Should you be worried about 8K TV?

So is that new 4K TV already obsolete? Will you need to rush out and buy new 8K gear to watch TV?

The answer, thankfully, is no and no. Here’s why.

What is 8K?

Typical HDTVs have 1,920 pixels across, and 1,080 pixels vertically (aka 1080p). Ultra HD “4K” TVs have 3,840 pixels across and 2,160 vertically.

8K TVs will have 7,680 across and 4,320 vertically, for a total of over 33 million pixels.

Which all seems impressive, except…

4K for now

Despite the plethora of 4K TVs on the market, we’ve still barely started the 4K transition. It took years for HD to replace SD, and going from HD to 4K isn’t likely to take less time. Sure, the TVs are available, but the vast majority of content is still HD. There’s no broadcast 4K yet, and even the biggest 4K sources like Netflix, Amazon and Blu-ray disc offer only a small fraction of their catalogs in 4K.

HDMI 2.1 will support 8K and even higher-resolution 10K video at a super-smooth 120 frames per second.​
A graphic showing the additional pixels in different TV resolutions.

HDMI Forum

So it’s important to keep in mind (in general and for this article) that TV technology alwaysoutpaces content. It’s a lot easier for a TV manufacturer to add pixels than it is for a TV network to completely change every piece of gear it owns to do a different resolution.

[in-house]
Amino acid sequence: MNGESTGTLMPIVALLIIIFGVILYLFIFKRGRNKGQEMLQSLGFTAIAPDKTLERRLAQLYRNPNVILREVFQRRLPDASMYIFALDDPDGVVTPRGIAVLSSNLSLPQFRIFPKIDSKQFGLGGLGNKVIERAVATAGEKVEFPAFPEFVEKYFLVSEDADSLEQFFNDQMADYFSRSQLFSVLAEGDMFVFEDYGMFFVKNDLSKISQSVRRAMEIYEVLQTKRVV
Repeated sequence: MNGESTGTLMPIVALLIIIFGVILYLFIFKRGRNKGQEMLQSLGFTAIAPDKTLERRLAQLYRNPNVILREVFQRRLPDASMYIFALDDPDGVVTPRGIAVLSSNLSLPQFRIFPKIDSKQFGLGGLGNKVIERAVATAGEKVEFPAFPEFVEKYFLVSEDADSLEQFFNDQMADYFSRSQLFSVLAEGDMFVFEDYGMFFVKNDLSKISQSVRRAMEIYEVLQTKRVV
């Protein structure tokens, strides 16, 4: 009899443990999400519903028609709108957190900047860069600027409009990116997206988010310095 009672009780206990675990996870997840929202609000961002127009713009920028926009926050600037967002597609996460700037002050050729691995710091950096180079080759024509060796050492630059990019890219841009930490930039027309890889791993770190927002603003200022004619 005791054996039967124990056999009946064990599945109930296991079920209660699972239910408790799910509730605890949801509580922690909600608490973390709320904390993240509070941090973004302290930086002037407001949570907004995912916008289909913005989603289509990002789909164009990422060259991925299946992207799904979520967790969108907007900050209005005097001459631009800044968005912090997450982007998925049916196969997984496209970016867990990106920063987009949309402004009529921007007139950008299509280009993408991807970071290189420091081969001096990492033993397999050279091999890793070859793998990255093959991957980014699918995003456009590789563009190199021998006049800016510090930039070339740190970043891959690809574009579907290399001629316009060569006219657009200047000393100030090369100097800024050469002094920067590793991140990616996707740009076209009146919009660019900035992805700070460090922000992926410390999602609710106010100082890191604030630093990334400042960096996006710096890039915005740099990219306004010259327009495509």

So while networks are moving (inching) toward 4K, and some are closer than others, it will be years before the majority of content is 4K. By comparison, if a TV manufacturer wanted to release a 12K TV next year, it could do it because the changes required are minimal in comparison.

Tech demos vs. real products

Another important aspect to keep in mind is there’s a big difference between a tech demo and a real product. Sharp showed an 8K TV at CES… 2012! That doesn’t mean it planed to sell it (and no, I don’t count a $160,000 TV as “selling it”). Sony and Panasonic have announced plans to have 8K TVs ready by 2020, but again, these are going to be the price of a Porsche, not a Kia.

28-lg-display-ces-2016.jpg
Sarah Tew/CNET

NHK’s talk about 8K is showing off something cool it can do, not least because it wants to do that something on the biggest stage possible: the Olympics. Coincidence that NHK is working on this and Tokyo is hosting the 2020 games? Nope. Pushing the limits of technology and getting a little positive press to go with it is not a bad plan. It already demoed it at 2016’s Olympics, provided you went to a place in Japan that could show the 8K content.

Or to put this another way, if SpaceX unveils a rocket tomorrow that can go to Mars, it doesn’t mean we’re going to Mars tomorrow.

8K in the future doesn’t matter today

Eventually we will absolutely have 8K TV. It’s the inexorable march of technology. Do we need it? Nope. Does anyone want it? Maybe.

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